The overall purpose of this study is to develop a mobile mental health app and game that builds emotional and social resiliency in Native American youth living in the Hopi/Tewa community. The app is called SUNRISE (Social and Emotional Resilience in Youth). We want to engage community members living and working in the Hopi/Tewa community at every step of the development process so that the app is culturally relevant, meaningful, and useful. From previous research, we created a prototype version (called ARORA) that we will use to demonstrate what the app can look like.

We have the following research objectives:

  • Discern Community Needs and Goals surrounding Behavioral mHealth
  • Identify behavioral health concerns and resilience strengths of Hopi community
  • Ideate the design of the SUNRISE mHealth app
  • Characterize mobile broadband availability in Hopi community

Our specific research questions are as follows:
  • What are the community behavioral health needs and goals of the Hopi tribal community as perceived by various community stakeholders?
  • What are culturally relevant ways to assess, measure, and support resilience?
  • What existing behavioral health services are being used by community members that promote community health goals?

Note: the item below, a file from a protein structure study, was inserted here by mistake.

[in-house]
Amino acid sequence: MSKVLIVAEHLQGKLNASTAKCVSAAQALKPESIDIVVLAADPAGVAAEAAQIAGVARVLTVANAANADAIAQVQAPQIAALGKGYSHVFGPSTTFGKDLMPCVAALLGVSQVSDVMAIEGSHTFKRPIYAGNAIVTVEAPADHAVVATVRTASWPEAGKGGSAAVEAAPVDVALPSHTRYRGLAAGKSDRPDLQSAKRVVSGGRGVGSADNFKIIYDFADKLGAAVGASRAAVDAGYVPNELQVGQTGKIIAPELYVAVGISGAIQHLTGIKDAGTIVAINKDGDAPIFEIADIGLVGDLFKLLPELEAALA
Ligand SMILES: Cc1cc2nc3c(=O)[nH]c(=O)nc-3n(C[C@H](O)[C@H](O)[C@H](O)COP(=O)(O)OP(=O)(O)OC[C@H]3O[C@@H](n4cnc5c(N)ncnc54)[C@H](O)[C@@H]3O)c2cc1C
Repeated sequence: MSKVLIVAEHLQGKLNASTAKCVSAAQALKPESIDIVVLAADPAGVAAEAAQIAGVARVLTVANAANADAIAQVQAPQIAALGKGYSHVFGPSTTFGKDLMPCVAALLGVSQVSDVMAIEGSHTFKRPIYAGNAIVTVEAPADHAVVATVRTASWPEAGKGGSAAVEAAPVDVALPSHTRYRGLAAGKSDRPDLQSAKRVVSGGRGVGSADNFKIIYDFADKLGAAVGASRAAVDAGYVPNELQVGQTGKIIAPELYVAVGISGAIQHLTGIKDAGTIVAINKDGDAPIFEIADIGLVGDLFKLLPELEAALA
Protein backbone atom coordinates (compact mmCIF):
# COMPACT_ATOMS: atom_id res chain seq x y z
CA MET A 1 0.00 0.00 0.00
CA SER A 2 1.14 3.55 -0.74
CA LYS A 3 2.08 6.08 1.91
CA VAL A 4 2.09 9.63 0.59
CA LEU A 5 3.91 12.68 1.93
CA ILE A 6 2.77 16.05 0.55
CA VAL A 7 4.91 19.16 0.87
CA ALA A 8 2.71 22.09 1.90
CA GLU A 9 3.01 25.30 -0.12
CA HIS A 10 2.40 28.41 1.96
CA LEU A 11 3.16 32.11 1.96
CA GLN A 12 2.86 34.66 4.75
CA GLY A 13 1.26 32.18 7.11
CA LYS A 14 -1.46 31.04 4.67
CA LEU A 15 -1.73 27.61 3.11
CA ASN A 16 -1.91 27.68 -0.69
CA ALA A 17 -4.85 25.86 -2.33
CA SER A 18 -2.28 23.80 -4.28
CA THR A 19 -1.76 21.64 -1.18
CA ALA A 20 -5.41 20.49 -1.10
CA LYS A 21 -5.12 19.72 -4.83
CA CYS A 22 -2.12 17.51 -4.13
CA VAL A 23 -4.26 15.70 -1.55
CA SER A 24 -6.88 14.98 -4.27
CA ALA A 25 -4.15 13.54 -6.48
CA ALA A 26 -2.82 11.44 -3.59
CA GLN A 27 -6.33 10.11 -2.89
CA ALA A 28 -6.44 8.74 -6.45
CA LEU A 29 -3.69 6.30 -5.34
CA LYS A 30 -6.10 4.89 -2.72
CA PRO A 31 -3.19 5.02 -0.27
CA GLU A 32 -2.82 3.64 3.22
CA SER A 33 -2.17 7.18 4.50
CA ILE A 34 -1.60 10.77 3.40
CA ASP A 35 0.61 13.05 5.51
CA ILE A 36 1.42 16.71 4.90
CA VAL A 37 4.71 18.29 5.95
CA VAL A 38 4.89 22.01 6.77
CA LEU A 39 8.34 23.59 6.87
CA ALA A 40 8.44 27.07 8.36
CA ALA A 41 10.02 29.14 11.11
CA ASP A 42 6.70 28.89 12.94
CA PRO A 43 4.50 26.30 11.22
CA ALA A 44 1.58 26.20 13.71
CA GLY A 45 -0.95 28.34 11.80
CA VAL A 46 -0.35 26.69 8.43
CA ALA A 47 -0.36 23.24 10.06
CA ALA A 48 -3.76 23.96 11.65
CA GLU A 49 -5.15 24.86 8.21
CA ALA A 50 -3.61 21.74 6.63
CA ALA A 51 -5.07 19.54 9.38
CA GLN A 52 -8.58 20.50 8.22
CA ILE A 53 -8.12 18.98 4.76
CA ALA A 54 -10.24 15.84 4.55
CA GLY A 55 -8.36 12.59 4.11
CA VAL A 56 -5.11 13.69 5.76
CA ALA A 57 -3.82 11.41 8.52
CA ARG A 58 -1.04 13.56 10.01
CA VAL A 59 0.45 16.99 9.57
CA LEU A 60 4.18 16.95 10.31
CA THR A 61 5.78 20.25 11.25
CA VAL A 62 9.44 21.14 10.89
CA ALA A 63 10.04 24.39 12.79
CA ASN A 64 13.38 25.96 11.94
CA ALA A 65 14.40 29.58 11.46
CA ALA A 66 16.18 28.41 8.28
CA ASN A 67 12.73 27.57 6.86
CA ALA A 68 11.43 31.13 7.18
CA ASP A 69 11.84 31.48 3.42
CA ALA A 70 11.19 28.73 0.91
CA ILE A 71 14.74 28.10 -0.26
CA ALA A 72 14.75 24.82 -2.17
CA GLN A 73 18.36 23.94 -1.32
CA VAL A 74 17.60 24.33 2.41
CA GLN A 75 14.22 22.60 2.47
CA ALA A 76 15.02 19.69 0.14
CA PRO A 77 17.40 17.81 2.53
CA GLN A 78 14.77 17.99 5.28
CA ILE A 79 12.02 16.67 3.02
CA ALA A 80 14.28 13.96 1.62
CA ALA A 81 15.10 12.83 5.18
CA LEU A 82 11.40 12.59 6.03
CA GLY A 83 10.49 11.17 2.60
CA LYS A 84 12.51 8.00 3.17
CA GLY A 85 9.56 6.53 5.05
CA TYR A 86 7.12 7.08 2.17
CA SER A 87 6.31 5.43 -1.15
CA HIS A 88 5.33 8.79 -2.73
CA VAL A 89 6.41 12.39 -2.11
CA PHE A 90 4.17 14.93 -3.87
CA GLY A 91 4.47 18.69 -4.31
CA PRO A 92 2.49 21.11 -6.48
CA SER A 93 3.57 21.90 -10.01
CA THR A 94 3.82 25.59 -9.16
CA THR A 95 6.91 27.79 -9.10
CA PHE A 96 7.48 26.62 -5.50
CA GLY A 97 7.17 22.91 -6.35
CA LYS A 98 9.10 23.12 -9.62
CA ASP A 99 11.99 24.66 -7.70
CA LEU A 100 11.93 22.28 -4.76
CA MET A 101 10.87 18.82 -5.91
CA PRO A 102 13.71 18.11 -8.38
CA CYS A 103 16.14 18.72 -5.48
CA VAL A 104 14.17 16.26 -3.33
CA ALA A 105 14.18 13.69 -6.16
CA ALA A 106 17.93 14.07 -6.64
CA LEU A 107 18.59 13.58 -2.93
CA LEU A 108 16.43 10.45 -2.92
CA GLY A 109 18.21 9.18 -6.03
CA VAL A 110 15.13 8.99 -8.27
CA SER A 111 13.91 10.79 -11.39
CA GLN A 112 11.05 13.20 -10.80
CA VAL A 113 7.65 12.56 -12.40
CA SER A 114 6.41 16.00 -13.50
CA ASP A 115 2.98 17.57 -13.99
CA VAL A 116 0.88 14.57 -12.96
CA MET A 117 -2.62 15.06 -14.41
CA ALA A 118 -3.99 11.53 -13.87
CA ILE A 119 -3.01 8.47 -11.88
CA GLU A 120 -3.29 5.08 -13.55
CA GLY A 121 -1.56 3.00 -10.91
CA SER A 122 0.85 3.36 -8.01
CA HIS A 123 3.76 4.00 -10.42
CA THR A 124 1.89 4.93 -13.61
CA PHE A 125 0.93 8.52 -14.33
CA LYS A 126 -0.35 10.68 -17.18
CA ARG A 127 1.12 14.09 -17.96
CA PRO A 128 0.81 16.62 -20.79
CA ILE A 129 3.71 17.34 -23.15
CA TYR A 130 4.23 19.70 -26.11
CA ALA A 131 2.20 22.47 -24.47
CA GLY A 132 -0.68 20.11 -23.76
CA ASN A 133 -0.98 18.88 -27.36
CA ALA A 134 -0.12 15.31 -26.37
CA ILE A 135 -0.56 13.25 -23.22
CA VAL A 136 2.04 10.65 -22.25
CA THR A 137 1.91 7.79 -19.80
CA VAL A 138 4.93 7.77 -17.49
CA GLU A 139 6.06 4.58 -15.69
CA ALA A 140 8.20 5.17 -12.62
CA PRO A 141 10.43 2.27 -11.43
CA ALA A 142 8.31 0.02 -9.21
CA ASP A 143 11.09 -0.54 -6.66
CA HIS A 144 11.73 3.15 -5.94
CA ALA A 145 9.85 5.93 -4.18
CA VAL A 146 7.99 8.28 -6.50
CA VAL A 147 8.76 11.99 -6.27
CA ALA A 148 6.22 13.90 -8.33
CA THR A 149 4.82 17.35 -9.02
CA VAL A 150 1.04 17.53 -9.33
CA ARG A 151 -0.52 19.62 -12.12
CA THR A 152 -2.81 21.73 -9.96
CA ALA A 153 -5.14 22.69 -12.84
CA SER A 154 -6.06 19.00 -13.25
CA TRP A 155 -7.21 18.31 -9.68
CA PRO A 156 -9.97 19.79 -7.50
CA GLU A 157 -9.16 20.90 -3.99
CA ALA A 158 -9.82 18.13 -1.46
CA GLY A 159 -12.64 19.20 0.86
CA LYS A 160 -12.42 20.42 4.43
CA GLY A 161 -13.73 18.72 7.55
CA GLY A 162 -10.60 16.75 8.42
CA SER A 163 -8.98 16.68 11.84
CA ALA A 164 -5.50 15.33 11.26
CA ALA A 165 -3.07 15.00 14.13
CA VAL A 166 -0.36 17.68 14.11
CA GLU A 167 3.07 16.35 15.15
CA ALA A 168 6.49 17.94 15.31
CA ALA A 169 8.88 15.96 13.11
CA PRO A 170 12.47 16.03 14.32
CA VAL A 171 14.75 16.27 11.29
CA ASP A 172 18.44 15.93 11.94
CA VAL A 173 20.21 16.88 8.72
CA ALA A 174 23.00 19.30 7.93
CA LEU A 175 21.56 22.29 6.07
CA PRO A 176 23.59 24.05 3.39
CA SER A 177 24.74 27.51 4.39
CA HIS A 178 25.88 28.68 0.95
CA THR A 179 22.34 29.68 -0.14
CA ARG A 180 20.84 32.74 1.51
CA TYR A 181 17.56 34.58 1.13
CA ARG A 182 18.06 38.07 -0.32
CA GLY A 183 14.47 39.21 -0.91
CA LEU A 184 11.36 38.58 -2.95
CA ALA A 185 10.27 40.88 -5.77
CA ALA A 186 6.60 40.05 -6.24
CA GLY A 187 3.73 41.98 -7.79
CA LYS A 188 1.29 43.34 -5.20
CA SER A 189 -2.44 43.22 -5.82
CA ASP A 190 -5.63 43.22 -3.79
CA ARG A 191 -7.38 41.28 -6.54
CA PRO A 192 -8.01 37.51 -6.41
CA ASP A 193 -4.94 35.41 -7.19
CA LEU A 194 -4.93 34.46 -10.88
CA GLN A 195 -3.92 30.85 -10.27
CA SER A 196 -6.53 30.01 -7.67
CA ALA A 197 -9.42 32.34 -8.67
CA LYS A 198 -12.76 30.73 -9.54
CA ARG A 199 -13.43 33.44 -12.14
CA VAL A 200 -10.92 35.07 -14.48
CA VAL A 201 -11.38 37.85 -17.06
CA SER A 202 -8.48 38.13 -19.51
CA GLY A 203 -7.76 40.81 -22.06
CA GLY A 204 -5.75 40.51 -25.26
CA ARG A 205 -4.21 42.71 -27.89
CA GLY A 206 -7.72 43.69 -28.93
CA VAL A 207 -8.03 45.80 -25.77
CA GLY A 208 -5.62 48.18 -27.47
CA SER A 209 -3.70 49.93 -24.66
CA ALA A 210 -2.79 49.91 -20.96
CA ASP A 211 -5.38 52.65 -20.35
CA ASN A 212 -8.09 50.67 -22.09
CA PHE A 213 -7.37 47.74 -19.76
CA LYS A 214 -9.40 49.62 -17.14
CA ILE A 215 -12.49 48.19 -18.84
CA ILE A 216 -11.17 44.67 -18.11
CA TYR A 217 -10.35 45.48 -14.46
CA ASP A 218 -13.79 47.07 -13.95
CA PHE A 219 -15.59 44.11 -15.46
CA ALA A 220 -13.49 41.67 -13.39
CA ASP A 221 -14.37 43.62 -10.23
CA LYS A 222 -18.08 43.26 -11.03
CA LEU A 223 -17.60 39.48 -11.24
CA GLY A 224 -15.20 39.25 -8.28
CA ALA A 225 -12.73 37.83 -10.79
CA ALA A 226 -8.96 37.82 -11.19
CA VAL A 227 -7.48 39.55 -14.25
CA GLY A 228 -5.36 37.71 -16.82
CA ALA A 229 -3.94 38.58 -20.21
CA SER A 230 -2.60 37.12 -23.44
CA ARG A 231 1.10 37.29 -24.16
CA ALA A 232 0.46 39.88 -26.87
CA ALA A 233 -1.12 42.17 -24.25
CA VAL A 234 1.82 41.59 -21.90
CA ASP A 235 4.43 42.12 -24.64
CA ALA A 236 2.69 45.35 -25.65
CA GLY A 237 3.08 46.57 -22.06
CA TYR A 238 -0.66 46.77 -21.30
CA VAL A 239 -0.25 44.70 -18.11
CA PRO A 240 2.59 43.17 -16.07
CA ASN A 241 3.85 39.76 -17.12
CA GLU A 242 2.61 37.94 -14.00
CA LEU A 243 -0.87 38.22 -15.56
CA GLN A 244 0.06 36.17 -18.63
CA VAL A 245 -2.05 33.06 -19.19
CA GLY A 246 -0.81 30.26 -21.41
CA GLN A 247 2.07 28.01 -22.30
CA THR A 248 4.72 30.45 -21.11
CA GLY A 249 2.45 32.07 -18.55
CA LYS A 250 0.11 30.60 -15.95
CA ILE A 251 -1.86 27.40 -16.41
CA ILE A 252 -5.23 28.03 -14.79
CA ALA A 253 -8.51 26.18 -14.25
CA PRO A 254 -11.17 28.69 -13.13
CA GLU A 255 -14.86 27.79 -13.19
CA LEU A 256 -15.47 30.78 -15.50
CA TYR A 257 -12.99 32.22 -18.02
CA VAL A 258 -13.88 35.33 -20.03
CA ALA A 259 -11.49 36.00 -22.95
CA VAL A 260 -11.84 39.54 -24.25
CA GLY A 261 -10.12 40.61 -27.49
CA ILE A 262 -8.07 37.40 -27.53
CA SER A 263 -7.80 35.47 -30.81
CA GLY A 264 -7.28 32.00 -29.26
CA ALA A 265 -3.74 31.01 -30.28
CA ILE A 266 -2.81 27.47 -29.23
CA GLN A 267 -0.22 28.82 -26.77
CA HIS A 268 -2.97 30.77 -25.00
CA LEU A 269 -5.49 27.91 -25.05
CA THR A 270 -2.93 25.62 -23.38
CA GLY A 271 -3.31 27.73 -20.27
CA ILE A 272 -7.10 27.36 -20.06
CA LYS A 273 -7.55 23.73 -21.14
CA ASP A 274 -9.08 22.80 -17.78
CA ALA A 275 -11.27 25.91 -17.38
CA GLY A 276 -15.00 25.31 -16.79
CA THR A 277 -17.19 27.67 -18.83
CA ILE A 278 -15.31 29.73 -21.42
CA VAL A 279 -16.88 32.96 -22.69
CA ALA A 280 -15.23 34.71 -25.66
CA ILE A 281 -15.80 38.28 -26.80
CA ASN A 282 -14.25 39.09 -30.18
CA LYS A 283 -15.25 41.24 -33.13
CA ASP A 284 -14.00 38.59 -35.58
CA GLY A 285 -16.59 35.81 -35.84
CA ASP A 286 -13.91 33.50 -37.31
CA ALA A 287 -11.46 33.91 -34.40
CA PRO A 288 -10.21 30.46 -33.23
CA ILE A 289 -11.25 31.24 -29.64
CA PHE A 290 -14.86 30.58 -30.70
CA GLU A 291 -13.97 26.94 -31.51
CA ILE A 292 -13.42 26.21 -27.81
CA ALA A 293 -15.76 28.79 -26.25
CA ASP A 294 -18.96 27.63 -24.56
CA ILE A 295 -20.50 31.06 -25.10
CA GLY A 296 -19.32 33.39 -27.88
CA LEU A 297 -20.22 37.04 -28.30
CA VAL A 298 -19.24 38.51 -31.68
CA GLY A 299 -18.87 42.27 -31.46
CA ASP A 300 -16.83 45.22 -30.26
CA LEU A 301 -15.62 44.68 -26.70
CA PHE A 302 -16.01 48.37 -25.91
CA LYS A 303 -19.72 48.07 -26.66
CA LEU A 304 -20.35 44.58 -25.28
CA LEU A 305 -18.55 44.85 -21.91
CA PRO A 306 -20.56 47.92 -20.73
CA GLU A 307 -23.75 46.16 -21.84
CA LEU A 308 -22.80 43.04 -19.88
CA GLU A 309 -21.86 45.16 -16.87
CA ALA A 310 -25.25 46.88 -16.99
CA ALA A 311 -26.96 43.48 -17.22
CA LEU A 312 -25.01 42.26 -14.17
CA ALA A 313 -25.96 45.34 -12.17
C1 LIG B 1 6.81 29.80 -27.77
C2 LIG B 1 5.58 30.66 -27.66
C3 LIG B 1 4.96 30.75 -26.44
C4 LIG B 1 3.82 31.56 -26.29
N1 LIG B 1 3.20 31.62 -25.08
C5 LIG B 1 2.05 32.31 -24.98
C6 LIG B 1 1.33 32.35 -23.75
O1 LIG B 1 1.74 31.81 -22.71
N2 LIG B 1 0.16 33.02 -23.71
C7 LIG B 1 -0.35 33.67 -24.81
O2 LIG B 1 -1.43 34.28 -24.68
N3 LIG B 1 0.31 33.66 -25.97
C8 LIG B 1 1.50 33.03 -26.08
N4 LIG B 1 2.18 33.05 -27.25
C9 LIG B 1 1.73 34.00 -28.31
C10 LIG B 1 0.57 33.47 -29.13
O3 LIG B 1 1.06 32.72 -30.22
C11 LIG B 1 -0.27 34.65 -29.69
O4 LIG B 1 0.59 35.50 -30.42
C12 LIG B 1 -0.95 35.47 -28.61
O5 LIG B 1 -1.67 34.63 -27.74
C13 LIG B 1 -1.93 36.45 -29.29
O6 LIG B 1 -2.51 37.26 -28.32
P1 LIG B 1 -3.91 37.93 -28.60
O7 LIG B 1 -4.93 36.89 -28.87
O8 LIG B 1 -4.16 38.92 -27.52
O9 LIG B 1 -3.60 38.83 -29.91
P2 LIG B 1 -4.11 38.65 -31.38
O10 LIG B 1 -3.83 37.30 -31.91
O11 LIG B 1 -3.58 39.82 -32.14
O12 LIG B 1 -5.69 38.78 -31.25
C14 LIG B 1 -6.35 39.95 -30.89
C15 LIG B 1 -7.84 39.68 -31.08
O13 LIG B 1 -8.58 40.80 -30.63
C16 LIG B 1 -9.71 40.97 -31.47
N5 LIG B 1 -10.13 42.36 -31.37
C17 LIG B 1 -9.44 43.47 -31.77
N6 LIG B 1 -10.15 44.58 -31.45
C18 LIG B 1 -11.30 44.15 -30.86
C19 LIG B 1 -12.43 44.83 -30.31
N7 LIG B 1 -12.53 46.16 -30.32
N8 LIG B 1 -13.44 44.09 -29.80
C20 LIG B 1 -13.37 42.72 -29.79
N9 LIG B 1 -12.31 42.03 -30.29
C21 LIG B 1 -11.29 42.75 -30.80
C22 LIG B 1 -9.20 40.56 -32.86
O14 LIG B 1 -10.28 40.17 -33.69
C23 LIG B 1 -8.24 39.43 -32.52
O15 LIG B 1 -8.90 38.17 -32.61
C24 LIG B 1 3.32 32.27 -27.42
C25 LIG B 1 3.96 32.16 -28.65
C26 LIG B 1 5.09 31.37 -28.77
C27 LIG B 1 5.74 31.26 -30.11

• How do youth and families perceive existing interactive and immersive mHealth interventions, such as games aimed at increasing behavioral health?
  • What are telecommunications challenges that hinder accessibility and adoption of mHealth applications?

The NAU project team will first facilitate meetings with a newly formed Community Advisory Board (CAB) and the Hopi Opportunity Youth Initiative (HOYI) project staff in order to build collaborative partnerships. The purpose of the partnership is to engage in meetings and develop activities that contribute to accomplishing the BeHealthy Workshops. In the BeHealthy Workshops, the NAU project team will gain feedback about a new telephone app, called SUNRISE, which encourages emotional and social resilience and mental health in Hopi youth. Community members and youth will be asked to trial the app and provide feedback about its usefulness, cultural relevance and engagement.

Interested in being a participant?

We are looking for youth ages 14-26 and their families living in the Hopi/Tewa community who are interested in sharing their stories of cultural well-being and resilience and sharing their opinions about how mobile phone apps should be designed to help strengthen resilience. We are also interested in talking to educators, counselors, and health care providers who work with Hopi & Tewa youth.

Sign up here.

Have questions? Contact Morgan Vigil-Hayes at

928-523-4863 //